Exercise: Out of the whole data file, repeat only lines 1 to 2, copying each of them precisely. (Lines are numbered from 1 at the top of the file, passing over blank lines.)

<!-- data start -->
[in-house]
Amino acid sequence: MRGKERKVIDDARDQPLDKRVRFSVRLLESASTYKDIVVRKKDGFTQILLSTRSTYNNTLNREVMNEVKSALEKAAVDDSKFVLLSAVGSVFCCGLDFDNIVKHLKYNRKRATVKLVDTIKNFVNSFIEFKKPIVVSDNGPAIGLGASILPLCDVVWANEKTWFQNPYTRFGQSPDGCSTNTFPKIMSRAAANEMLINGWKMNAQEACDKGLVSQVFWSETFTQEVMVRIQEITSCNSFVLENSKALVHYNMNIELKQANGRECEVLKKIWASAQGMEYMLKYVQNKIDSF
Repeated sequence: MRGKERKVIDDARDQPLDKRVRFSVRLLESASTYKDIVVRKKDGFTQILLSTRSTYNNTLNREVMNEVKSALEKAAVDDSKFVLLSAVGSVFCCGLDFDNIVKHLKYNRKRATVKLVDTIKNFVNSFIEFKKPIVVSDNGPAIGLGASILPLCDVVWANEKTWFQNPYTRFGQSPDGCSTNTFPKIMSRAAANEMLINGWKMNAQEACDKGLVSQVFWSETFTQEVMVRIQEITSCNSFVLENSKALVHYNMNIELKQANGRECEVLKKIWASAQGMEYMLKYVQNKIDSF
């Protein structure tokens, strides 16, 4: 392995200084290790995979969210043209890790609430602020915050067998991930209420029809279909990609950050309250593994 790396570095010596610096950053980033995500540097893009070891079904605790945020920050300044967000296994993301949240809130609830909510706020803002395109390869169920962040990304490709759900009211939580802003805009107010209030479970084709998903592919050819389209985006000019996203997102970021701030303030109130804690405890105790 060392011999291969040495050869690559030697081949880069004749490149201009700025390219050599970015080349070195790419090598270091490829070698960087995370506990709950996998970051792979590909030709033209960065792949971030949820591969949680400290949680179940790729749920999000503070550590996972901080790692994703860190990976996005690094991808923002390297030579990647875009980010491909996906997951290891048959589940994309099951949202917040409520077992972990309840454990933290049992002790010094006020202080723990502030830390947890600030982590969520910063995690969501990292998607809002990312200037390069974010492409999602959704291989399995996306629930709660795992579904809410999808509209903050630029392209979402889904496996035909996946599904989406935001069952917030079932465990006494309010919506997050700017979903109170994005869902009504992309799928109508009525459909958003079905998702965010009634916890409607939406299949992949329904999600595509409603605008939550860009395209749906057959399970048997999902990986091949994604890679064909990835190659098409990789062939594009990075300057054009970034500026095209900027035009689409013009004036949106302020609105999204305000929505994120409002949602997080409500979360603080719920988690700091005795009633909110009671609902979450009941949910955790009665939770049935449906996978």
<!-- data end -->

[in-house]
Amino acid sequence: MRGKERKVIDDARDQPLDKRVRFSVRLLESASTYKDIVVRKKDGFTQILLSTRSTYNNTLNREVMNEVKSALEKAAVDDSKFVLLSAVGSVFCCGLDFDNIVKHLKYNRKRATVKLVDTIKNFVNSFIEFKKPIVVSDNGPAIGLGASILPLCDVVWANEKTWFQNPYTRFGQSPDGCSTNTFPKIMSRAAANEMLINGWKMNAQEACDKGLVSQVFWSETFTQEVMVRIQEITSCNSFVLENSKALVHYNMNIELKQANGRECEVLKKIWASAQGMEYMLKYVQNKIDSF